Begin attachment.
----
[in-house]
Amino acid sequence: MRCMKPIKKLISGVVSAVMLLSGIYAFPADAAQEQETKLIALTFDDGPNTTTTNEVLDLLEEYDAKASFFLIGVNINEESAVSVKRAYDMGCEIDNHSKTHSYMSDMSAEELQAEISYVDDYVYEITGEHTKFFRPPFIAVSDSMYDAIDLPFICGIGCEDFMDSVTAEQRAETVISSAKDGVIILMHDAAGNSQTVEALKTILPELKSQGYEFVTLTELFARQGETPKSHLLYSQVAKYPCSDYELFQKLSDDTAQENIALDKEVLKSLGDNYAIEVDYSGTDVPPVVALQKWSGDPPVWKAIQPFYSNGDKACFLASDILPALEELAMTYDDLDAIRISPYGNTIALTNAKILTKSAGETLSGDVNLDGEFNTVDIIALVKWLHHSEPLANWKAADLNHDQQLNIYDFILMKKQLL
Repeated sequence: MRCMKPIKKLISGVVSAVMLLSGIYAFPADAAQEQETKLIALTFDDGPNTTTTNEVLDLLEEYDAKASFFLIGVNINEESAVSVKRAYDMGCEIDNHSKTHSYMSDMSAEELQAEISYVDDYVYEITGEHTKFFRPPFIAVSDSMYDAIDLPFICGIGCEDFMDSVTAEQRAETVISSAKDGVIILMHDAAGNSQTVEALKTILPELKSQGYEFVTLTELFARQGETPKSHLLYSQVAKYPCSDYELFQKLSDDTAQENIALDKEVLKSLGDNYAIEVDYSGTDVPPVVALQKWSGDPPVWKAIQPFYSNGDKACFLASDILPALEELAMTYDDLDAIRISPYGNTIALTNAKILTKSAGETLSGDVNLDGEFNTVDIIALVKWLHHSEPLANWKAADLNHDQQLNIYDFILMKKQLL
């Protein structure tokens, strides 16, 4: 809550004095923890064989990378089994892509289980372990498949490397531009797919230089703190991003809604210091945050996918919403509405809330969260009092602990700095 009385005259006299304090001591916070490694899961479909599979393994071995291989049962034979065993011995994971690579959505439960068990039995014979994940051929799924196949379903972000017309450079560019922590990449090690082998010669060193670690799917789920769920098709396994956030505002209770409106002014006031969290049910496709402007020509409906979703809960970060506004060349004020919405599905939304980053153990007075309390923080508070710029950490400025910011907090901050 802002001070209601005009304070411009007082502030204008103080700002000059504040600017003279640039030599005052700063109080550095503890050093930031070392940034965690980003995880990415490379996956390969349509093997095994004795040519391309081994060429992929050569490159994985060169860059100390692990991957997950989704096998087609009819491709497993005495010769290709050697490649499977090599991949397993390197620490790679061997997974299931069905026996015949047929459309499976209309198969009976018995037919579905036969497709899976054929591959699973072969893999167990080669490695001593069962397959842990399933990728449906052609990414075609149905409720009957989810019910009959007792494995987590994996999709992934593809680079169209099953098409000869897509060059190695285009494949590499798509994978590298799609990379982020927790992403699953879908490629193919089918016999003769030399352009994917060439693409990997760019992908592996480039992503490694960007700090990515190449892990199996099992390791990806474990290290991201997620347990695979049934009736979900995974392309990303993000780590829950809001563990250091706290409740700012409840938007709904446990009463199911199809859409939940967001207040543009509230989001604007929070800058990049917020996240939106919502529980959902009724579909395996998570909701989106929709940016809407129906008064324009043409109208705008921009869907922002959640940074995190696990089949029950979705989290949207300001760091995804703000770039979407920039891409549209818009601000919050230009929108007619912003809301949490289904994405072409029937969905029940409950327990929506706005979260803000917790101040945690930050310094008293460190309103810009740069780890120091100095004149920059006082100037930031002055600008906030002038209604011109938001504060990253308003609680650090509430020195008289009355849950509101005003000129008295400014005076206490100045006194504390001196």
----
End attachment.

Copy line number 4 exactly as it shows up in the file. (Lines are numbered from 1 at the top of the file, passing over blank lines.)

């Protein structure tokens, strides 16, 4: 809550004095923890064989990378089994892509289980372990498949490397531009797919230089703190991003809604210091945050996918919403509405809330969260009092602990700095 009385005259006299304090001591916070490694899961479909599979393994071995291989049962034979065993011995994971690579959505439960068990039995014979994940051929799924196949379903972000017309450079560019922590990449090690082998010669060193670690799917789920769920098709396994956030505002209770409106002014006031969290049910496709402007020509409906979703809960970060506004060349004020919405599905939304980053153990007075309390923080508070710029950490400025910011907090901050 802002001070209601005009304070411009007082502030204008103080700002000059504040600017003279640039030599005052700063109080550095503890050093930031070392940034965690980003995880990415490379996956390969349509093997095994004795040519391309081994060429992929050569490159994985060169860059100390692990991957997950989704096998087609009819491709497993005495010769290709050697490649499977090599991949397993390197620490790679061997997974299931069905026996015949047929459309499976209309198969009976018995037919579905036969497709899976054929591959699973072969893999167990080669490695001593069962397959842990399933990728449906052609990414075609149905409720009957989810019910009959007792494995987590994996999709992934593809680079169209099953098409000869897509060059190695285009494949590499798509994978590298799609990379982020927790992403699953879908490629193919089918016999003769030399352009994917060439693409990997760019992908592996480039992503490694960007700090990515190449892990199996099992390791990806474990290290991201997620347990695979049934009736979900995974392309990303993000780590829950809001563990250091706290409740700012409840938007709904446990009463199911199809859409939940967001207040543009509230989001604007929070800058990049917020996240939106919502529980959902009724579909395996998570909701989106929709940016809407129906008064324009043409109208705008921009869907922002959640940074995190696990089949029950979705989290949207300001760091995804703000770039979407920039891409549209818009601000919050230009929108007619912003809301949490289904994405072409029937969905029940409950327990929506706005979260803000917790101040945690930050310094008293460190309103810009740069780890120091100095004149920059006082100037930031002055600008906030002038209604011109938001504060990253308003609680650090509430020195008289009355849950509101005003000129008295400014005076206490100045006194504390001196």